[In] Notes of a Native Son, Nobody Knows My Name, The Fire Next Time, Baldwin dropped the complicated code for love difficulties he uses in his novels and simplified himself into an "angry Black" very powerfully indeed—and this just before Black nationalists were to turn on writers like him. The character who calls himself "James Baldwin" in his nonfiction novel is more professionally enraged, more doubtfully an evangelist for his people, than the actual James Baldwin, a very literary mind indeed. But there is in Notes of a Native Son a genius for bringing many symbols together, an instinctive association with the 1943 Harlem riot, the streets of...
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A decade ago James Baldwin, more than any other author, seemed to liberal white Americans to personify as well as to articulate the outrage and anguish of black Americans struggling to put an end to racial oppression and to achieve their civil and human rights…. Though as Northern as Martin Luther King was Southern, James Baldwin preached a more secular and apocalyptic but not really dissimilar sermon: the redemptive force of the love of a prophetic, interracial few could, even at that late date, yet prevail over the bigotry of the white majority, and so "end the racial nightmare, and achieve our country, and change the history of the world." If these brave words today seem both naïve and anachronistic, the reason is partly the nation's recent habit of giving more publicity than credence to its seers, of lavishing attention while withholding belief. (p. 1)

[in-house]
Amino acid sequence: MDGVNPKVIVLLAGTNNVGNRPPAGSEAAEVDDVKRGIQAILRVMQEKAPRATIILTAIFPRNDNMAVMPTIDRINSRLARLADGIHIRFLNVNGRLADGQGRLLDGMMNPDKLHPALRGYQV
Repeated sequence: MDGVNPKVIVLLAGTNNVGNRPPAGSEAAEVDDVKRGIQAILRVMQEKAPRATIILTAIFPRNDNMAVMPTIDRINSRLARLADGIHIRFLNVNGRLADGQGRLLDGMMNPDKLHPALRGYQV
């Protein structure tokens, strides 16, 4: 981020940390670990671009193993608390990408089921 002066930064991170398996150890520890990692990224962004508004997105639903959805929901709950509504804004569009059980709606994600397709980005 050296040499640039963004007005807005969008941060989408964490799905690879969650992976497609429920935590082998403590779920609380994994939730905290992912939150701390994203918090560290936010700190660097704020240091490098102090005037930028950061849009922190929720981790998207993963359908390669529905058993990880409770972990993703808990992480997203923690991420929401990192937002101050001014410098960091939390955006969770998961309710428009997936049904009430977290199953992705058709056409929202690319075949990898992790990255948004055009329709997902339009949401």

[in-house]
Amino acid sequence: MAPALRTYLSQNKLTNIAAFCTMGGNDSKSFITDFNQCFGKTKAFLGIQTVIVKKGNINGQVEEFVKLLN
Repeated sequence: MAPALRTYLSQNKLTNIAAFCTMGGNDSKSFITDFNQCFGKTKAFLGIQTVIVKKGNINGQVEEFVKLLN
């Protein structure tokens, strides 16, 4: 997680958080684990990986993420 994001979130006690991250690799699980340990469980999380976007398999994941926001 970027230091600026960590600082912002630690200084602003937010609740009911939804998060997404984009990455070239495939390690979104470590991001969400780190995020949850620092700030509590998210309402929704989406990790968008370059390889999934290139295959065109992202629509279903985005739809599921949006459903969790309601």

A proper understanding of Baldwin and his work must take into account a complicated amalgam of psychological and social elements sometimes thought to be antithetical. If, like most major black writers, Baldwin has extracted from his private ordeal the symbolic outline of his race's suffering, he has done so without obscuring the uniqueness of his personal experience. (p. 2)